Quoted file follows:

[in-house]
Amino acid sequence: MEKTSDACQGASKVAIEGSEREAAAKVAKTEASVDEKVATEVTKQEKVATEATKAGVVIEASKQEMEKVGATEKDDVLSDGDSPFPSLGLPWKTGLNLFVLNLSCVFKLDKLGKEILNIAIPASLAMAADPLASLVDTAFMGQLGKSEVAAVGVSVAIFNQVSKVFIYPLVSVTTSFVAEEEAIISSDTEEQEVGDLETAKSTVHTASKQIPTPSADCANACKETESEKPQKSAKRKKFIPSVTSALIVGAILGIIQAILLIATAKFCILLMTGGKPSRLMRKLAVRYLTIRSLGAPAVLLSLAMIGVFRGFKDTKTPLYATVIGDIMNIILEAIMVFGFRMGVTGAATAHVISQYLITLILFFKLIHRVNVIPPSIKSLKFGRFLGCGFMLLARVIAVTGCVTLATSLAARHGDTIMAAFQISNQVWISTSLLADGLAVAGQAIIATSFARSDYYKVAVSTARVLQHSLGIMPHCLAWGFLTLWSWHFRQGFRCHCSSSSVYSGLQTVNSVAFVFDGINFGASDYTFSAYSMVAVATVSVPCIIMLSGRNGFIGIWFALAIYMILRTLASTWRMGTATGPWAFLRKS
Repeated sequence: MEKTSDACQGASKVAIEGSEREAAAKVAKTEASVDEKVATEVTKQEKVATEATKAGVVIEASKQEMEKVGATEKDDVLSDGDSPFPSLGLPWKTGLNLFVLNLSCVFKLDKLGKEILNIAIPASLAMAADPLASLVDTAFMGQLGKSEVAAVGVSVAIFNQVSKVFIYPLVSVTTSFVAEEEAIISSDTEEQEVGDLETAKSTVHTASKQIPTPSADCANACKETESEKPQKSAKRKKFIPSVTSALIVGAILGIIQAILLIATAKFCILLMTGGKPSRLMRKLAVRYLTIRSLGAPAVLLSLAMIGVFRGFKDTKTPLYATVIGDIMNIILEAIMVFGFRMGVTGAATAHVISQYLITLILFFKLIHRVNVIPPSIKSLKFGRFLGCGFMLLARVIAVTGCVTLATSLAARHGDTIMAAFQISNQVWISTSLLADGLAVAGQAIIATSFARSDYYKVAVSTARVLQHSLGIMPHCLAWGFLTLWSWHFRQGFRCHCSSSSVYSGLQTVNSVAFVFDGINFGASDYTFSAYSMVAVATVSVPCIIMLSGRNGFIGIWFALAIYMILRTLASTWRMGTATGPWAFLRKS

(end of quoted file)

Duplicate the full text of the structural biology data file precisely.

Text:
[in-house]
Amino acid sequence: MEKTSDACQGASKVAIEGSEREAAAKVAKTEASVDEKVATEVTKQEKVATEATKAGVVIEASKQEMEKVGATEKDDVLSDGDSPFPSLGLPWKTGLNLFVLNLSCVFKLDKLGKEILNIAIPASLAMAADPLASLVDTAFMGQLGKSEVAAVGVSVAIFNQVSKVFIYPLVSVTTSFVAEEEAIISSDTEEQEVGDLETAKSTVHTASKQIPTPSADCANACKETESEKPQKSAKRKKFIPSVTSALIVGAILGIIQAILLIATAKFCILLMTGGKPSRLMRKLAVRYLTIRSLGAPAVLLSLAMIGVFRGFKDTKTPLYATVIGDIMNIILEAIMVFGFRMGVTGAATAHVISQYLITLILFFKLIHRVNVIPPSIKSLKFGRFLGCGFMLLARVIAVTGCVTLATSLAARHGDTIMAAFQISNQVWISTSLLADGLAVAGQAIIATSFARSDYYKVAVSTARVLQHSLGIMPHCLAWGFLTLWSWHFRQGFRCHCSSSSVYSGLQTVNSVAFVFDGINFGASDYTFSAYSMVAVATVSVPCIIMLSGRNGFIGIWFALAIYMILRTLASTWRMGTATGPWAFLRKS
Repeated sequence: MEKTSDACQGASKVAIEGSEREAAAKVAKTEASVDEKVATEVTKQEKVATEATKAGVVIEASKQEMEKVGATEKDDVLSDGDSPFPSLGLPWKTGLNLFVLNLSCVFKLDKLGKEILNIAIPASLAMAADPLASLVDTAFMGQLGKSEVAAVGVSVAIFNQVSKVFIYPLVSVTTSFVAEEEAIISSDTEEQEVGDLETAKSTVHTASKQIPTPSADCANACKETESEKPQKSAKRKKFIPSVTSALIVGAILGIIQAILLIATAKFCILLMTGGKPSRLMRKLAVRYLTIRSLGAPAVLLSLAMIGVFRGFKDTKTPLYATVIGDIMNIILEAIMVFGFRMGVTGAATAHVISQYLITLILFFKLIHRVNVIPPSIKSLKFGRFLGCGFMLLARVIAVTGCVTLATSLAARHGDTIMAAFQISNQVWISTSLLADGLAVAGQAIIATSFARSDYYKVAVSTARVLQHSLGIMPHCLAWGFLTLWSWHFRQGFRCHCSSSSVYSGLQTVNSVAFVFDGINFGASDYTFSAYSMVAVATVSVPCIIMLSGRNGFIGIWFALAIYMILRTLASTWRMGTATGPWAFLRKS